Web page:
The humiliating chant the troupe mouthed about Putin originated among football fans in Kharkiv in March 2014, just a few days after Russia officially annexed Crimea. Such public disrespect must upset Russian sympathizers. Kharkiv is such a pivotal place in the region that the Kremlin-approved political strategist and philosopher Aleksander Dugin calls it “Novorossia,” or “New Russia.” At the peak of pro-European revolution, on Feb. 21, 2014, Kremlin ally President Victor Yanukovych fled Kyiv and headed straight to Kharkiv, where he expected to find strong support. But backing for his pro-Russian agenda failed to materialize. The regional governor, Mikhail Dobkin, picked Yanukovych up at the airport that evening. The following morning, a majority of the members of Parliament in Kyiv agreed that Yanukovych had abandoned the post of president, and voted him out. His family and security guards boarded a helicopter and fled to Crimea.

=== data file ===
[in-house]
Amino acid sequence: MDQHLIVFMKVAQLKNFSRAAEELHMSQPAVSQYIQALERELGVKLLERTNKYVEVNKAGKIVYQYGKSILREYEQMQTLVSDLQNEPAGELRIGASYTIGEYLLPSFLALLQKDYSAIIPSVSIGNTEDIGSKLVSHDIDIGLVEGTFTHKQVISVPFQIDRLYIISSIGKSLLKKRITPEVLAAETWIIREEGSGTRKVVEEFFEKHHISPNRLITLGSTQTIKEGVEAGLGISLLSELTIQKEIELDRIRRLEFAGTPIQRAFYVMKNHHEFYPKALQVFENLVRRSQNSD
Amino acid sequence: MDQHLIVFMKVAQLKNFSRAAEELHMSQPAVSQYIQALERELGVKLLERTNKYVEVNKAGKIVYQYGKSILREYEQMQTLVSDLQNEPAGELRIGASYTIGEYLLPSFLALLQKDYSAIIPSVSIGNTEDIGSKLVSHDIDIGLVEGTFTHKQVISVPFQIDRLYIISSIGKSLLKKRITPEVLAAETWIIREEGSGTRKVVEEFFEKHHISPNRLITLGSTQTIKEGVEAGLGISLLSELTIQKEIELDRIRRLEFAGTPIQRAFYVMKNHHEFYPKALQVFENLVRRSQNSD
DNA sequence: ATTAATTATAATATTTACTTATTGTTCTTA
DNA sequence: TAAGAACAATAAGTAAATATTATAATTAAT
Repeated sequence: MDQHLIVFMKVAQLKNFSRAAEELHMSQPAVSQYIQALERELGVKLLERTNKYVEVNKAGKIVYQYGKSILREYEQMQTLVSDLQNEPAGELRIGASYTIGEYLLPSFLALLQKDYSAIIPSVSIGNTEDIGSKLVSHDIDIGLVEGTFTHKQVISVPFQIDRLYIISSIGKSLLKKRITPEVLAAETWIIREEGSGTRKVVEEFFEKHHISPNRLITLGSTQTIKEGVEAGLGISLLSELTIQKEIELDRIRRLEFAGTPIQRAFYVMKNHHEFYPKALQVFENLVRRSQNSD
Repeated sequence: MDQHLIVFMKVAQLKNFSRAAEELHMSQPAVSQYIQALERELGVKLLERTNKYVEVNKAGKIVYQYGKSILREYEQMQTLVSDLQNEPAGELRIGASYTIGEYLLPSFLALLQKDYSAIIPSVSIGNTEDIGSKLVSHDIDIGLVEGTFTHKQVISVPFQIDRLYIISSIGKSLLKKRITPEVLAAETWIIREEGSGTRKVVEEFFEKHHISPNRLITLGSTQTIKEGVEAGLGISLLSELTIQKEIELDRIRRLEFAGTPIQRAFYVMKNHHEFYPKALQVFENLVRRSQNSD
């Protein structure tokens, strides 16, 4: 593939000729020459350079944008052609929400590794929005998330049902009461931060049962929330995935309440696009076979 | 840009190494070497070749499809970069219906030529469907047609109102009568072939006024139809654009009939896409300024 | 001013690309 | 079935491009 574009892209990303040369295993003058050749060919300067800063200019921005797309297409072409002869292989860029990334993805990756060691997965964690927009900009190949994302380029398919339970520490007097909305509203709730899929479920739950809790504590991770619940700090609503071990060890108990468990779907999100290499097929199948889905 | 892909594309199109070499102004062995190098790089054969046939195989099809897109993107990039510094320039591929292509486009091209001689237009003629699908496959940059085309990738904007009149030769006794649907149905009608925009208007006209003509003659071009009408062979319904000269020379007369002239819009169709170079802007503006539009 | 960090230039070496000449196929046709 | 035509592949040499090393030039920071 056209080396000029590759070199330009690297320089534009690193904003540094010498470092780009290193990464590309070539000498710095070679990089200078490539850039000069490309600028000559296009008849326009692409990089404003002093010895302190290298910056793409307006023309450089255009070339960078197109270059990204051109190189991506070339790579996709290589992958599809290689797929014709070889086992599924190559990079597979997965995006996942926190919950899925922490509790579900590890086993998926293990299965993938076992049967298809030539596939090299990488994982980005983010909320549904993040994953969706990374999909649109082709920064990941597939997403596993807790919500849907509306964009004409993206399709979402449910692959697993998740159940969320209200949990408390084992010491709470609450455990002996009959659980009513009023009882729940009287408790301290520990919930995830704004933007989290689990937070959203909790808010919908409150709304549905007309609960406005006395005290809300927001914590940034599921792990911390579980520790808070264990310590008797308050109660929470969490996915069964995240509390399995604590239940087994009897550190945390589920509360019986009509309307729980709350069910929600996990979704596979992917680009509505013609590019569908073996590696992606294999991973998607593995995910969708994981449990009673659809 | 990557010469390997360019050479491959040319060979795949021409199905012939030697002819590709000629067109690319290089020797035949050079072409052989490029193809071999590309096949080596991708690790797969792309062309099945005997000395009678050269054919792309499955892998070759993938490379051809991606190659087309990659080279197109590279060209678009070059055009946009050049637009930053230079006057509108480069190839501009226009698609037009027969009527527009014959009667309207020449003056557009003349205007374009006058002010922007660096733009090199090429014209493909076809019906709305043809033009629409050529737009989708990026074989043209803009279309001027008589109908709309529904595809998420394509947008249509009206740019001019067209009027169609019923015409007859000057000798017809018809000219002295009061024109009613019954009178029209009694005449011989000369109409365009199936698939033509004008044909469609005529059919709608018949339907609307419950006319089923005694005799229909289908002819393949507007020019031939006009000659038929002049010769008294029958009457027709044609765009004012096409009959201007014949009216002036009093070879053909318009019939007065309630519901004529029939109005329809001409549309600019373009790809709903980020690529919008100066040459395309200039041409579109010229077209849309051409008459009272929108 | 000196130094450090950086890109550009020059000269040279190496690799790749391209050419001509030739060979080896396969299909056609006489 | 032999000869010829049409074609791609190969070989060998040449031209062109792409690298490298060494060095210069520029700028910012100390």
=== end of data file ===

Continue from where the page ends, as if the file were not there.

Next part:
Since then, political figures with ties to Russia have failed to gain traction in Kharkiv, despite its historic ties to Moscow. Dobkin, though a critic of the 2014 pro-Western uprising in Kyiv, is still popular. He won 27.6 percent of the vote at the mayoral election last year. The name of another Kharkiv-born politician friendly to Putin, 45-year-old Yevgeny Murayev, was mentioned in a report by the British government on Saturday as the potential leader of a Russia-planned state coup. British intelligence suggested that “Murayev was being considered as a potential candidate” for a Russian-installed government. However, this may be a tough sell: Polls show that Murayev only has about one-percent support nationally in Ukraine.